Safety is very important in electrical and electronic equipment. The glow wire test is used to determine the flame retardant properties of electronic products, and its purpose is to test the stability of the material during operation. Alfa Chemistry offers glow wire testing services to help you analyze the flammability of polymeric materials and explore their potential in electronic applications.
The main test contents include the ignitability, ignition temperature, flammability and flammability index of solid insulating materials and other solid flammable materials.
The flammability of plastics can generally be determined by the Glow Wire Flammability Index (GWFI) or Glow Wire Ignition Temperature (GWIT) methods. The glow wire itself is actually a fixed gauge resistance wire loop. During the test, the glow wire should be electrically heated to a specified temperature, and the tip of the glow wire should be in contact with the sample for the standard required time, and then the state should be observed and measured. The test range depends on the specific test procedure.
GWFI and GWIT are determined by conducting glow wire tests on test panels of a given thickness of raw material. GWFI is the maximum temperature at which a material will not ignite or self-extinguish within 30 seconds of removal of the glow wire. GWIT is the lowest temperature at which the material ignites and burns for more than 5 seconds when the glow wire is in contact with the test plate.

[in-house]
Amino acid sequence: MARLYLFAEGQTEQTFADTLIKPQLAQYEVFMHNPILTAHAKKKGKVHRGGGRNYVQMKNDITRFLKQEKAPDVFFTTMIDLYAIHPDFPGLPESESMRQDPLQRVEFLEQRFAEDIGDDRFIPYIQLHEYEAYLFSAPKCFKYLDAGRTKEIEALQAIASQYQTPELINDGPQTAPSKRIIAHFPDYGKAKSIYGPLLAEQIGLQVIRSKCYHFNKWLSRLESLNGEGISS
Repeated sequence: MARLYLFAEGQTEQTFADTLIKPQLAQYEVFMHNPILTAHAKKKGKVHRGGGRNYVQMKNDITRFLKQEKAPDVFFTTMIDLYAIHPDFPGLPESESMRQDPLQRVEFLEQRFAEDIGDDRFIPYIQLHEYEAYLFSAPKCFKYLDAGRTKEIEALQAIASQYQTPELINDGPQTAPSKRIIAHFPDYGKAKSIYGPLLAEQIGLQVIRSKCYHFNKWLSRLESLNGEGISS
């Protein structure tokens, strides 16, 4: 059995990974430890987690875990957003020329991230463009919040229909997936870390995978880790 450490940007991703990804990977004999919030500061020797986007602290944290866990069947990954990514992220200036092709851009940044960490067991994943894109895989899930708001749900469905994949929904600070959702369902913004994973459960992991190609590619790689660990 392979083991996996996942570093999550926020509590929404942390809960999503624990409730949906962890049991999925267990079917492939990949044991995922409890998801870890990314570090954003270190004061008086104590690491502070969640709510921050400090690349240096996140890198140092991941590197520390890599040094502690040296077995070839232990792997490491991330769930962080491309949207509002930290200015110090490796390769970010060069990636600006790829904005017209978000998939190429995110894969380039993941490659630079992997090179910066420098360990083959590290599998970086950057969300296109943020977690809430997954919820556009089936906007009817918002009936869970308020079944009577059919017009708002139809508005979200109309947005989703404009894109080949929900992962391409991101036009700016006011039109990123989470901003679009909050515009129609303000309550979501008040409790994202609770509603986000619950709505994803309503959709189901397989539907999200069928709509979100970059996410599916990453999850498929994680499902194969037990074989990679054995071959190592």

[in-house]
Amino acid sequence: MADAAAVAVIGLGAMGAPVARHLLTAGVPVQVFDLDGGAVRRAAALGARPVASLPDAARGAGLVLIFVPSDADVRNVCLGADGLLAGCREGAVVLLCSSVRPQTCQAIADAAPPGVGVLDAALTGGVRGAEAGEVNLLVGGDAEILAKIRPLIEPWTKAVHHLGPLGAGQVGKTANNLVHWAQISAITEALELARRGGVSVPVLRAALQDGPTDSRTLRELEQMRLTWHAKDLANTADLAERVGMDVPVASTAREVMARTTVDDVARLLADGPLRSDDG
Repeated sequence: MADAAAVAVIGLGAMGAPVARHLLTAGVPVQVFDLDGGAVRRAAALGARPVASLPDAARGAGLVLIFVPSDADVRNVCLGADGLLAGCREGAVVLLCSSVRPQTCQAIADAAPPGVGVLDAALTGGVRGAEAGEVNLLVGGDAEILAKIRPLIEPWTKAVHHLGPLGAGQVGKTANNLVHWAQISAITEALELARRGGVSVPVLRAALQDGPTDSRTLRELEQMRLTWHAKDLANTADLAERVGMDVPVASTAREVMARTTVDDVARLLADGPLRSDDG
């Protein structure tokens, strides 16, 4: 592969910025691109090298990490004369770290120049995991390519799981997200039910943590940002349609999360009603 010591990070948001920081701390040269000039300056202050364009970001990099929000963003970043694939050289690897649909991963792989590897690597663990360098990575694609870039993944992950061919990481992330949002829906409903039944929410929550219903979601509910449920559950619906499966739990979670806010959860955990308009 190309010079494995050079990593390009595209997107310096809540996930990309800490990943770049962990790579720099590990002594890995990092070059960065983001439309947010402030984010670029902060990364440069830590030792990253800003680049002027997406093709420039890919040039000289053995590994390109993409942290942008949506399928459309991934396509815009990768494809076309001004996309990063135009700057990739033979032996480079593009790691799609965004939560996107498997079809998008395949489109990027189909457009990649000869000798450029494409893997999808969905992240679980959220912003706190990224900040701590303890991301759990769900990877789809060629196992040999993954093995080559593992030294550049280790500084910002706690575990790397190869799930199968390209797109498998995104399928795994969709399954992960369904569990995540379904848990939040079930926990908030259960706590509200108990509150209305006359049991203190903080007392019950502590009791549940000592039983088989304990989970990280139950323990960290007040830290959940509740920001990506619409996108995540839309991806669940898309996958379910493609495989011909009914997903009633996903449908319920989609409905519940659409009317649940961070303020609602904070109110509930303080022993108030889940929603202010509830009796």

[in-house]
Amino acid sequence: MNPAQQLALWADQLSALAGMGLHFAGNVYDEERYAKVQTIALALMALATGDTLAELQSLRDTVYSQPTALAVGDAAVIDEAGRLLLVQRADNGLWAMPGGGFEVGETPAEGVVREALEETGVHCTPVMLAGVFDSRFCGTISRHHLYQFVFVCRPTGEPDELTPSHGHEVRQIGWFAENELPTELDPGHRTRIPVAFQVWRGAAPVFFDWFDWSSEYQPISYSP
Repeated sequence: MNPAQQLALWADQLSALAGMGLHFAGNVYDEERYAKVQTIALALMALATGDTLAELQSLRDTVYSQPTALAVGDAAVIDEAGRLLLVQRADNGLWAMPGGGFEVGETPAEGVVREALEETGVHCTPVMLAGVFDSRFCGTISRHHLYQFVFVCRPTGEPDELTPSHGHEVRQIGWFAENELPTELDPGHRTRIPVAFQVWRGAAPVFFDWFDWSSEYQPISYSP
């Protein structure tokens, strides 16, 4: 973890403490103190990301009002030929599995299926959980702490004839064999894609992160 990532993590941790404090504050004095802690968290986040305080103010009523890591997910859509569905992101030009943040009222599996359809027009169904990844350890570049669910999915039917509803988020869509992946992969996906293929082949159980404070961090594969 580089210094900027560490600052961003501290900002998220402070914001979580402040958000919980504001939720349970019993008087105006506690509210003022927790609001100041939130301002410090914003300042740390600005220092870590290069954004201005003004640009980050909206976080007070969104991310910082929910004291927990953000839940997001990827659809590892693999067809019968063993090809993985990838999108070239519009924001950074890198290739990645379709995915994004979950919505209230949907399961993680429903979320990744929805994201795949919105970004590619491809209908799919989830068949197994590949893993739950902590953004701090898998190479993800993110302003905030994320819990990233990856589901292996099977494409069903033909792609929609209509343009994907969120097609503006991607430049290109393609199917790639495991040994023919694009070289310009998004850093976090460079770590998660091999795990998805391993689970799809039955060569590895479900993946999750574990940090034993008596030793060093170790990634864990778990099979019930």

To pass glow wire tests, a specimen must either have no flame or glowing for more than 5 seconds while the glow wire is applied for GWIT, or have flame or glowing that extinguish within 30 seconds after removal of the glow wire for GWFI.
The general requirements for the dimensions of the test sample plane are as follows:
IEC 60695-2-11 Flammability test for end products (GWT)
IEC 60695-2-12 Flammability test for materials (GWFI)
IEC 60695-2-13 Ignitability test for materials (GWIT)
Engineering thermoplastic polymers such as polyamides, polycarbonates, semi-crystalline aromatic polyesters and their blends are widely used as insulating materials in electrical and electronic devices. Due to the frequent use of flame retardants in the formulation of these materials, materials in these applications need to pass the glow wire test.
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Francesco Acquasanta et al. evaluated the flame resistance and tracking resistance of glass-filled engineering polymers, blends, and flame-retardant formulations by glow wire test and comparative tracking index (CTI). In this work, neat polycarbonate passed the GWIT test but failed the CTI, while poly(butylene terephthalate) (PBT) exhibited the best balance of GWIT and CTI properties among the neat resins tested. 
GWIT measured at different thickness for neat polymers 30% glass fibers filled 
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